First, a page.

Extreme Views Don’t Represent Most Montanans on Public Lands

This month’s election result further validates what the polls have been telling us for years

In her recent op-ed, Montana state Sen. Jennifer Fielder continued to perpetuate phony myths about American public lands in an attempt to prop up her naive attempts to dispose of them.

According to Sen. Fielder, Montana’s public lands are a trash dump, filled with pests and fenced off to the public. In her telling, the only thing that can save our public lands is for them to be given to the state.

Don’t tell that to the hundreds of thousands of Montanans streaming across the state’s public lands to hunt and fish, who certainly aren’t buying Sen. Fielder’s premise. On the contrary, public opinion research shows unequivocally that Montana voters value national public lands. And poll after poll shows that Montanans – like voters across the West – have little appetite for her misguided plans to “transfer” American lands to state or private interests.

This month’s election result further validates what the polls have been telling us for years.   

Gov. Steve Bullock, a strong advocate for American public lands, won re-election in a difficult political environment for Democrats in Montana on a pro-access and anti-seizure message. Congressman Ryan Zinke, who just won a second term to the United States Congress, is a fierce opponent of efforts to “transfer” public lands to Montana.

And President-elect Donald Trump has strongly disavowed Sen. Fielder’s plans to hand national forests and other public lands over to the states. When asked by a reporter earlier this year about efforts to “transfer” public lands to the states, the President-elect responded, “I don’t like the idea because I want to keep the lands great, and you don’t know what the state is going to do. I mean, are they going to sell if they get into a little bit of trouble? And I don’t think it’s something that should be sold.”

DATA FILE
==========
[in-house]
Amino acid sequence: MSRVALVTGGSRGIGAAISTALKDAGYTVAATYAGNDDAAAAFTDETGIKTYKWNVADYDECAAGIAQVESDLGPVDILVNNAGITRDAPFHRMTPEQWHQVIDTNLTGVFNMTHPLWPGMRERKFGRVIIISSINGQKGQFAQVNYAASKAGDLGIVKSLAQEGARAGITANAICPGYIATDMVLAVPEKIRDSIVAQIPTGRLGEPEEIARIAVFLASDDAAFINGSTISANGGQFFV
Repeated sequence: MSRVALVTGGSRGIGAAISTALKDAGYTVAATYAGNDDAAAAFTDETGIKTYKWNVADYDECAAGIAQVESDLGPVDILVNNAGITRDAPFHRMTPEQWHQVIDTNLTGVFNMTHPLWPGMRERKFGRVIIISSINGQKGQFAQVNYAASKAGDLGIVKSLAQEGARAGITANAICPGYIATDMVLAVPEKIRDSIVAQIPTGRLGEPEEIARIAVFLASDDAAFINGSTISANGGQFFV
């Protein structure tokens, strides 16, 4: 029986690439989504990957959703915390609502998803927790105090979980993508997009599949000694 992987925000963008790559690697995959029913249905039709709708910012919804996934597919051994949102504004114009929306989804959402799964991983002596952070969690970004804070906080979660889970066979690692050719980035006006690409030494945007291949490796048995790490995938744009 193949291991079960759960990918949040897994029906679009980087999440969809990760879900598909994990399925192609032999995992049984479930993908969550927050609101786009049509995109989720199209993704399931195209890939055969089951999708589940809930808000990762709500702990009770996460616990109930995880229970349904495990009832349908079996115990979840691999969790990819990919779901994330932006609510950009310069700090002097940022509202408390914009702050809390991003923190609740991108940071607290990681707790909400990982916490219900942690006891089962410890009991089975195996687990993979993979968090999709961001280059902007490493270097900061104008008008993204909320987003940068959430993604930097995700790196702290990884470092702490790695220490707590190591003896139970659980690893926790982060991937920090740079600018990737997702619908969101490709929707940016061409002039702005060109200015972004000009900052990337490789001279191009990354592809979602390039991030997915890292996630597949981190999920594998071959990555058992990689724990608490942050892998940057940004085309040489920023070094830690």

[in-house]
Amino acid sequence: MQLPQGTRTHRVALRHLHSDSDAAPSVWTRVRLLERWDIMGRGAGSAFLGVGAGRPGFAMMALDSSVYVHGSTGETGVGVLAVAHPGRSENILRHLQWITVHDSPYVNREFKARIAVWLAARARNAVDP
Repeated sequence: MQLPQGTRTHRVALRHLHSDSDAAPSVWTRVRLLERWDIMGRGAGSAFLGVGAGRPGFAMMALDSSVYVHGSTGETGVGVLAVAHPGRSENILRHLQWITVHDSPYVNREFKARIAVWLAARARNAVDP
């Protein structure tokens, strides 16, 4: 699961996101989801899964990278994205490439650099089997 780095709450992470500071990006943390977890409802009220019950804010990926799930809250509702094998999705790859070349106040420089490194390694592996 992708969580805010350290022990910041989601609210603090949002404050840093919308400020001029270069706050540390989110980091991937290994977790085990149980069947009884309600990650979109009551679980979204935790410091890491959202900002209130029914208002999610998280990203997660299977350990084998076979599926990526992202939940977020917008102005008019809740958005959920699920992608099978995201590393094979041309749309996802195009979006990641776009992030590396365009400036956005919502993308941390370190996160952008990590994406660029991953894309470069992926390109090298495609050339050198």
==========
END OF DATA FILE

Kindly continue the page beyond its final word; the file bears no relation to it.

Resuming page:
He is exactly right. Montana, which is required to balance its budget each year, would not be able to afford the costs and liabilities of taking on millions of acres of public lands. What would happen when one bad wildfire burns across Montana’s forests? Where would the money to pay for suppression and reclamation costs come from?

The cold hard reality, which Sen. Fielder consistently ignores, is that the money would have to come from somewhere. There are few but no good options for paying management costs; they include raising taxes on Montana workers, raiding other areas of the state budget, like education and law enforcement, and privatizing Montana’s public lands.

Even though Sen. Fielder falls far outside mainstream thought in Montana, she continues to have influence in some segments of Montana politics. She is currently the vice-chair of Montana’s Republican Party and the CEO of the pro-land seizure American Lands Council. You can expect Sen. Fielder to team up with the small number of other anti-public land crusaders in Montana and across West to continue pushing their shortsighted and costly policy ideas.

But worry not, as sportsmen, conservationists, good government groups, and concerned citizens across the West will be standing side-by-side to close the doors on any attempt to dispose of national public lands in state and private hands. And while we may never rid our Western state legislatures of so-called sagebrush rebels entirely, I remain as confident as ever that Sen. Fielder and her political friends will remain on the wrong side of history.

Greg Zimmerman is deputy director at Center for Western Priorities.

Comments

comments